What to drink… Master of Wine Richard Hemming seeks some acidic zing for his wines this month
There are only a few golden rules when it comes to matching wine and food. One of them is to pick a high-acid wine when you’re serving fatty food. Confit de canard is the ideal dish to put this theory to the test. Compared to most food and drink, all wine is relatively high in acid. However, acidic strength can vary quite a lot between different types of wine. Thankfully, there are a few easy tips you can learn to figure out if a wine is likely to be high or low in acidity.
Climate is the first key factor to consider. Cooler regions produce less ripe grapes than warm ones, and less ripe grapes tend to have higher acidity. In France, that means that the more northerly terroirs such as the Loire Valley will produce wines higher in acidity than those from the warmer Mediterranean regions such as the Rhône Valley.
The second variable is grape variety. There are a few varieties that are
Trésors de Loire, Cuvée 845 Chenin Blanc 2014 Loire (£7 Sainsbury’s) Loire Chenin Blanc is so undervalued! This is a great example of its type: crisp, zesty and refreshing with punchy citrus fruit. Loire Chenin is often demi-sec, but this one is bone dry. particularly renowned for having high acidity. For white wines, Chenin Blanc and Sauvignon Blanc are the two best known, whereas the exotic Gewürztraminer from Alsace is nearly always low in acidity. For red wines, Cabernet Sauvignon and Pinot Noir are naturally acidic, while Grenache is much less so.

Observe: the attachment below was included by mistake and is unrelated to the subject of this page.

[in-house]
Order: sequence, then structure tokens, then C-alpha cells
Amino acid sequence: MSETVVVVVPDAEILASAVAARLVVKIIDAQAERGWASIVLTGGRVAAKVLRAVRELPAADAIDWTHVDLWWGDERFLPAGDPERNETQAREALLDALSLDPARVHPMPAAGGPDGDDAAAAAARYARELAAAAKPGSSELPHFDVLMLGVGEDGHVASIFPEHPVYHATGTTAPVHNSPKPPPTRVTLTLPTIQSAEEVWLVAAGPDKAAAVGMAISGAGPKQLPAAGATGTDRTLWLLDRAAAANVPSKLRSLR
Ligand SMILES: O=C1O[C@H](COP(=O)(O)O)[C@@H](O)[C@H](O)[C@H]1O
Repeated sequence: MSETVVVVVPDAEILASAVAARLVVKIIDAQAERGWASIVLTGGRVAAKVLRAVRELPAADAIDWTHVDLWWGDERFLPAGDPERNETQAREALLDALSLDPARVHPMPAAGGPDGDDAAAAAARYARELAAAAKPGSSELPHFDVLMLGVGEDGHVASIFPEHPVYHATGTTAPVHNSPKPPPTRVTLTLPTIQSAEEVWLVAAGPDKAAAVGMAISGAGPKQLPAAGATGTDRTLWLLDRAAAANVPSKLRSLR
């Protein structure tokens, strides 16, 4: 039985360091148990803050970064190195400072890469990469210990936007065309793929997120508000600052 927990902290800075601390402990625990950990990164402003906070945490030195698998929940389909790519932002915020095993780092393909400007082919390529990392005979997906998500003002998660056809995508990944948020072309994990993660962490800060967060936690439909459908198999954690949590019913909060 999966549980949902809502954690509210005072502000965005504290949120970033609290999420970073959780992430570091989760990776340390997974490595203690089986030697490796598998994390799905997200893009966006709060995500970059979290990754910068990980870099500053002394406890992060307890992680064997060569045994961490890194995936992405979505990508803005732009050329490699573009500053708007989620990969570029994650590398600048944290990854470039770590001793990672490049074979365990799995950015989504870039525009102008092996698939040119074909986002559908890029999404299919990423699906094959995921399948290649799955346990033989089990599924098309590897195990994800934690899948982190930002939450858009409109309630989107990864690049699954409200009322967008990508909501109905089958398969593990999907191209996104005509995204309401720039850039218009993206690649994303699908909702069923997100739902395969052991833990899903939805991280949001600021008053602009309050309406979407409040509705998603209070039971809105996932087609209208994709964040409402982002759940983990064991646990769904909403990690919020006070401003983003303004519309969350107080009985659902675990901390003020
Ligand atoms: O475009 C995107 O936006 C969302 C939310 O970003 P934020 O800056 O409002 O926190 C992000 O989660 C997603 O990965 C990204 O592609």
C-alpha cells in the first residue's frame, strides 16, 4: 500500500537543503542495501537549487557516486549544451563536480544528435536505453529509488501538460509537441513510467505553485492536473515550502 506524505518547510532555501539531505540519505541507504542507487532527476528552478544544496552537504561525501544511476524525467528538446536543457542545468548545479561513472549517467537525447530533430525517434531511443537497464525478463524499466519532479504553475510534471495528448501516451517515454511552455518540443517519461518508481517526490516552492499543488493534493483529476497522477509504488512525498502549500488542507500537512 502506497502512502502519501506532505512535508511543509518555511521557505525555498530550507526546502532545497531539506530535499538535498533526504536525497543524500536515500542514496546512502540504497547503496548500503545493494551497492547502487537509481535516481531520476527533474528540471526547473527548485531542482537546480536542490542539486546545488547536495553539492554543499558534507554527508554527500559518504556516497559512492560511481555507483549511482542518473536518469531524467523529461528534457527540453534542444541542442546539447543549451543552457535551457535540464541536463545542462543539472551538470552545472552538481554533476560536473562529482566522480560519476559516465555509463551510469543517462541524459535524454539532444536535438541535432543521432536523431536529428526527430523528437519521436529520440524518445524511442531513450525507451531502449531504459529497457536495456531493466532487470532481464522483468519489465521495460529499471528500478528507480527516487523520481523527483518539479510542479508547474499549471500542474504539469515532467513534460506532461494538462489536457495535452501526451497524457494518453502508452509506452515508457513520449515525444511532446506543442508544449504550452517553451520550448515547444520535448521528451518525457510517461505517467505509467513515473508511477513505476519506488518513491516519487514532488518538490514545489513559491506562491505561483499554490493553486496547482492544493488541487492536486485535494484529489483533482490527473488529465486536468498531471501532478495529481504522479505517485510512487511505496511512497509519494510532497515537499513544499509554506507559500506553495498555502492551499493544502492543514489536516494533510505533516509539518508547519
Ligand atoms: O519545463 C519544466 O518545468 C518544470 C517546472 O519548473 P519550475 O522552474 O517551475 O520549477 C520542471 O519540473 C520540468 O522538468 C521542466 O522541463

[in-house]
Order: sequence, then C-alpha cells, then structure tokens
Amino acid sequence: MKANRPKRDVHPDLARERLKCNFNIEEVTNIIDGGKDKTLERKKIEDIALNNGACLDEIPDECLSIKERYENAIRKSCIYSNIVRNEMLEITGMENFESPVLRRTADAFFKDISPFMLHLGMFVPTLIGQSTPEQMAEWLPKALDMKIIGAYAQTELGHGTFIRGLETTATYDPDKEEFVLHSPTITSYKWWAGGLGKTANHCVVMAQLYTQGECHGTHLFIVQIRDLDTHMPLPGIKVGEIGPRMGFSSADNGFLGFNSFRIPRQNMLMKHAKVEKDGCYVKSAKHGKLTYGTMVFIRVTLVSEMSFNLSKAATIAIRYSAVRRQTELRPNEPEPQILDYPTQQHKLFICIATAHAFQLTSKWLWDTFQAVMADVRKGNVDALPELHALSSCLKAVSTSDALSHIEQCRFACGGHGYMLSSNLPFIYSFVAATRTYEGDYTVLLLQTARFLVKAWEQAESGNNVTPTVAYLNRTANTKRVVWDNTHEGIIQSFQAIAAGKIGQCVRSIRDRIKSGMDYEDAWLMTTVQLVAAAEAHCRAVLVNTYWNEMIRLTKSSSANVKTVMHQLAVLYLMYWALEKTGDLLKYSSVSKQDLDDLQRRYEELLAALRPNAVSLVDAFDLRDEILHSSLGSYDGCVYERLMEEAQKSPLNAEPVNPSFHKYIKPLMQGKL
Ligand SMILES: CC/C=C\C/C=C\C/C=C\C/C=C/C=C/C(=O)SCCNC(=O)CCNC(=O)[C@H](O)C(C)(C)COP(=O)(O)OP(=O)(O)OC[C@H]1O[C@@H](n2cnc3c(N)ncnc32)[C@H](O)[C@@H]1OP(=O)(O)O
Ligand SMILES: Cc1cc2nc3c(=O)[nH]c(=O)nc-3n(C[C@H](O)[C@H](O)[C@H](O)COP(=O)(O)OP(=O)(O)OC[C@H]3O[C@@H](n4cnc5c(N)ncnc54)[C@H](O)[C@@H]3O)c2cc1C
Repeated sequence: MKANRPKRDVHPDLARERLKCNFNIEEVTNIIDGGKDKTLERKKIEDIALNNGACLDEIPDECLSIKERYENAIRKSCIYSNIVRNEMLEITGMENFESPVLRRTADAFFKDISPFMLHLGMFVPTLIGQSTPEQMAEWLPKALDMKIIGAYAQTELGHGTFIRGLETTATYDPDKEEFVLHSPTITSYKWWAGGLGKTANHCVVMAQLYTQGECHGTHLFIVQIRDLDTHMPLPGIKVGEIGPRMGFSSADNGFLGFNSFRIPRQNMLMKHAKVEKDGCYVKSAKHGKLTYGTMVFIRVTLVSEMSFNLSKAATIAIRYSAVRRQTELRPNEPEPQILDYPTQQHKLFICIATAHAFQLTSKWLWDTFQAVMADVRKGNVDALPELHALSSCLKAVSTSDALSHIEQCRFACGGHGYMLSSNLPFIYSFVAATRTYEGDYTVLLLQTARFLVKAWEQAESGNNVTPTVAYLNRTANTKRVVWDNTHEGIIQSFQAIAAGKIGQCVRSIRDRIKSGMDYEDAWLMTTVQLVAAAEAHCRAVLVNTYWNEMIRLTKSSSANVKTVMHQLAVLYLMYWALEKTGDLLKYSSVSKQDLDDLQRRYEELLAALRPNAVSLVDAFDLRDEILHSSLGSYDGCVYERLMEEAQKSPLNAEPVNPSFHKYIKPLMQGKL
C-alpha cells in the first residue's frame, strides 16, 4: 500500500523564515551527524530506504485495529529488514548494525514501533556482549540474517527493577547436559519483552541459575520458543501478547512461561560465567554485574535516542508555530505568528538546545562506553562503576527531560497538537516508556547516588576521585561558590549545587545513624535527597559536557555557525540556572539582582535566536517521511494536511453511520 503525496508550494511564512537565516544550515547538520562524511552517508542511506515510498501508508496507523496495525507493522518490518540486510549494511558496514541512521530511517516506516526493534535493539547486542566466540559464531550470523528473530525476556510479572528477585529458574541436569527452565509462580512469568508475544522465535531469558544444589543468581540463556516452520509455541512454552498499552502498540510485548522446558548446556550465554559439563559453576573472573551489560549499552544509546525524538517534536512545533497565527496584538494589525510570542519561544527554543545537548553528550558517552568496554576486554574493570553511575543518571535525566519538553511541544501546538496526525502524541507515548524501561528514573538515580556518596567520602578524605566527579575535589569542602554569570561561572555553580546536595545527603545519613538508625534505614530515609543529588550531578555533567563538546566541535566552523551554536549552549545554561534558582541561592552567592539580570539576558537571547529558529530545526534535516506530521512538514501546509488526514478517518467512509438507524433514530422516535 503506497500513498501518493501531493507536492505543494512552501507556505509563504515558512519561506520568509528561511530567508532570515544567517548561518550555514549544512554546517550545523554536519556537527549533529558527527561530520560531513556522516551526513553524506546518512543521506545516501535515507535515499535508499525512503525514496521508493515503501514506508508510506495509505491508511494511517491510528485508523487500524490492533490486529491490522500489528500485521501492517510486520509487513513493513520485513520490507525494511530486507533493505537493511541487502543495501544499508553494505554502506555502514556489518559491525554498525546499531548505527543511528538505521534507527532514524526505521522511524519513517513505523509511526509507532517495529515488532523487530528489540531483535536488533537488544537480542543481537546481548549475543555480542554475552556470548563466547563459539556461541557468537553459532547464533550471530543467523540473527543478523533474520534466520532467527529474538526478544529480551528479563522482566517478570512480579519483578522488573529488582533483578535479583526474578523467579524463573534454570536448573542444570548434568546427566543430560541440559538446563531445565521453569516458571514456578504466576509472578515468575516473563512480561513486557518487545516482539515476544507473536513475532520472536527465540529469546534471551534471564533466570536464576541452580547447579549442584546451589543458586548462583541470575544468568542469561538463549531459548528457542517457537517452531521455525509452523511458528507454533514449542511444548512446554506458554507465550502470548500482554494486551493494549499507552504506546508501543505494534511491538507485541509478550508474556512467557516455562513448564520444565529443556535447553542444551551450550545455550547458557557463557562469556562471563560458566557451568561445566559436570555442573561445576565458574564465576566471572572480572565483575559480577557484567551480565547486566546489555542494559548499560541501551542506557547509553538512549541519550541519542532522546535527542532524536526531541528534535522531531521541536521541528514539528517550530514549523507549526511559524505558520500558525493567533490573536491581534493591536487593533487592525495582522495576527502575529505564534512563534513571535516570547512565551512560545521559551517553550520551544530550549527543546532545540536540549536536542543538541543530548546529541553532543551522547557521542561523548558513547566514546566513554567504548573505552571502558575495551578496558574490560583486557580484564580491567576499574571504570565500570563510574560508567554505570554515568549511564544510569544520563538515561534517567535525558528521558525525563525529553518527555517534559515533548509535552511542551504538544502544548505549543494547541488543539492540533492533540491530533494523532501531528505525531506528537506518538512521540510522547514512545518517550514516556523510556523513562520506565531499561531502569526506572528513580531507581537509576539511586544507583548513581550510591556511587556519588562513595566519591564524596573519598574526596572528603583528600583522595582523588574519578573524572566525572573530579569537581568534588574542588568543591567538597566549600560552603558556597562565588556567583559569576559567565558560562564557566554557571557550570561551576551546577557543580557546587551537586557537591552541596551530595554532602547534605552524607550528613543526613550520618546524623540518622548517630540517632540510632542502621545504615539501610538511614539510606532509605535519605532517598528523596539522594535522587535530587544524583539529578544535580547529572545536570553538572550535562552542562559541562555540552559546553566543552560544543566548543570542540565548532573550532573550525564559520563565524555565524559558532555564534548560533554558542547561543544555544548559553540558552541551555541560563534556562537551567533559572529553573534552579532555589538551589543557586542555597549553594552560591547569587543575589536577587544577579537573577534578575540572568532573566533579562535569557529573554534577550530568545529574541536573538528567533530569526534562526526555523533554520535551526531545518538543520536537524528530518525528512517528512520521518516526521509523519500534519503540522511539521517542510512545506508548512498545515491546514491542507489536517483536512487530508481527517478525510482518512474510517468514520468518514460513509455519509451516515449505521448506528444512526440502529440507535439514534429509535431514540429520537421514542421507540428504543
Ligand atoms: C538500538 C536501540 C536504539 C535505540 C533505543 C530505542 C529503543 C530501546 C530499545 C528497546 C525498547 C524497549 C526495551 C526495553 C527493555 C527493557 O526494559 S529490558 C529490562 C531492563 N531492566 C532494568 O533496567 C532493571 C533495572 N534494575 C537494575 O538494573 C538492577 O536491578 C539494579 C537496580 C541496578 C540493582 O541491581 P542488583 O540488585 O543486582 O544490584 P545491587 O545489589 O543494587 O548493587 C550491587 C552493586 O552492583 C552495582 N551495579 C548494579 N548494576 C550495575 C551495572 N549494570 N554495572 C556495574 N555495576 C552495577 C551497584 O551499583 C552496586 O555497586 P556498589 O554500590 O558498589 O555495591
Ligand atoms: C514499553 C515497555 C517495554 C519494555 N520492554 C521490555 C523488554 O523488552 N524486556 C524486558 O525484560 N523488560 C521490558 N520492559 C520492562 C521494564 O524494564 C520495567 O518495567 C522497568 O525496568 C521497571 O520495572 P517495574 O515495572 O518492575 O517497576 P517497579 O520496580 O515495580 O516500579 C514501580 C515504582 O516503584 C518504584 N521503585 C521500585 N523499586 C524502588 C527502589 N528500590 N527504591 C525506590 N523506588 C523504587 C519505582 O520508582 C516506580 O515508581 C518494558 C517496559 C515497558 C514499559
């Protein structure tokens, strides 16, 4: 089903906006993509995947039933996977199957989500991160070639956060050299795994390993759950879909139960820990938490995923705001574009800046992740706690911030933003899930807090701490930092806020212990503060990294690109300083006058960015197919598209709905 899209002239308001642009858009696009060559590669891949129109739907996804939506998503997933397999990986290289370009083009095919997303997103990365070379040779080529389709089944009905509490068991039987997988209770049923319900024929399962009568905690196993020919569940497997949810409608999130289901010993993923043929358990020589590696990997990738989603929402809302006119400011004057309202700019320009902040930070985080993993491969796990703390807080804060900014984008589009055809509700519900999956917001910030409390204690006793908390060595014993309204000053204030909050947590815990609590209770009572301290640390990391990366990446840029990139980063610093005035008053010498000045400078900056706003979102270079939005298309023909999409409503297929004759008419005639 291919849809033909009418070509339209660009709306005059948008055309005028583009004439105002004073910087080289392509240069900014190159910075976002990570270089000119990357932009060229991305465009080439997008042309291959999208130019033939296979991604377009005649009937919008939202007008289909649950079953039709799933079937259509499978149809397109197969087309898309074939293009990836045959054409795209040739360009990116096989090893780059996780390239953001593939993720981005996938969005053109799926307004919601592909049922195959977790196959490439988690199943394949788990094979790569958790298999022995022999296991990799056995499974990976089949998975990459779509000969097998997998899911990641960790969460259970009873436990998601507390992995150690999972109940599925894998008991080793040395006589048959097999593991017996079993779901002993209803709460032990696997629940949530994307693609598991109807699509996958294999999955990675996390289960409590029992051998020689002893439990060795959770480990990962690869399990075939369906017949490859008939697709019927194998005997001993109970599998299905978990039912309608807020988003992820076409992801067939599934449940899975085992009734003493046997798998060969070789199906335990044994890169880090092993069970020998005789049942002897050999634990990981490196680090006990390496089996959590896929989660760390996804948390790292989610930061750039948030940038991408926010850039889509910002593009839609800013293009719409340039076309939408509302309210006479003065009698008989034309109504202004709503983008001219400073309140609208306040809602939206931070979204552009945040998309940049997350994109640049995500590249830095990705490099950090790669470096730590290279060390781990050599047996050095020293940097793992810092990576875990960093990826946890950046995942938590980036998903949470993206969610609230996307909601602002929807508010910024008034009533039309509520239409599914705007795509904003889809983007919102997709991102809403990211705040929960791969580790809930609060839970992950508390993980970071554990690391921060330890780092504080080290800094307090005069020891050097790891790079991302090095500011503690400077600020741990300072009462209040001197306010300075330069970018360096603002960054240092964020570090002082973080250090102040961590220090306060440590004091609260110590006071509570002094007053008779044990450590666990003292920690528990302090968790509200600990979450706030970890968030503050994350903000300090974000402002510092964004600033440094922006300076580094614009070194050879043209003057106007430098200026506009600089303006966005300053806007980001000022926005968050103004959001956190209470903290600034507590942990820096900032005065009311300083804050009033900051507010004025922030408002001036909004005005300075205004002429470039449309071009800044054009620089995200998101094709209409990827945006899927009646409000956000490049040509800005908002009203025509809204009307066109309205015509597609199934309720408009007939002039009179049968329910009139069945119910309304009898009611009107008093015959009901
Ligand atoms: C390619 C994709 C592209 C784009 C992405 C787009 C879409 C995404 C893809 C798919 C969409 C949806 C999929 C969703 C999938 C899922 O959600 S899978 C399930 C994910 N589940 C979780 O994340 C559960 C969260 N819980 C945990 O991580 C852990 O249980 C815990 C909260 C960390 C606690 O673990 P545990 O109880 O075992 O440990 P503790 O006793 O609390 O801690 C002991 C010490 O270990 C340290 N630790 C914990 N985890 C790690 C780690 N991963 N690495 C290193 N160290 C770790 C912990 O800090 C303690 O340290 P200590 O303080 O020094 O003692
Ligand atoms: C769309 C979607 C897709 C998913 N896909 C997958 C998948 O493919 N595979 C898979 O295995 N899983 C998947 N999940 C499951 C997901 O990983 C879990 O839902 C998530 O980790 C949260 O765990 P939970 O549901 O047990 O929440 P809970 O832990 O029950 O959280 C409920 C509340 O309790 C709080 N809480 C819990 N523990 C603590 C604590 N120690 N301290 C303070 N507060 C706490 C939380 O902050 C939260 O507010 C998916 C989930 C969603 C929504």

Acidity makes the wine taste crisp and mouth-watering. If it’s too high, it can be sour and tart, but if it’s too low, the wine lacks definition. This is known as ‘flabbiness’ among wine nerds. Ideally, you’d pick a wine that has enough acidity to cut through the fattiness of the recipe you are cooking. Of course, the flavours should be complementary too – but this is much more about personal preferences, which is much harder to cater for!
Here are some very different suggestions to provide maximum variation – all of which have the bright acidity needed to go with duck.
Delas, St-Esprit 2013 Côtes-du-Rhône (£7.95 The Wine Society, £9.99 Majestic Wine) Most Côtes du Rhône is made from the Grenache grape, but this example uses quite a lot of Syrah, giving it some acidic zing. Rhône red is full bodied and hearty with juicy black fruit.
Cave St-Verny Pinot Noir 2014 Puy de Dôme (£8.99 Booths and widely available) If you prefer lighter red, go for Pinot Noir. This one is from the Auvergne region in the centre of France, and it has all the classic hallmarks of the variety: refreshing acidity, soft tannin and juicy red fruit.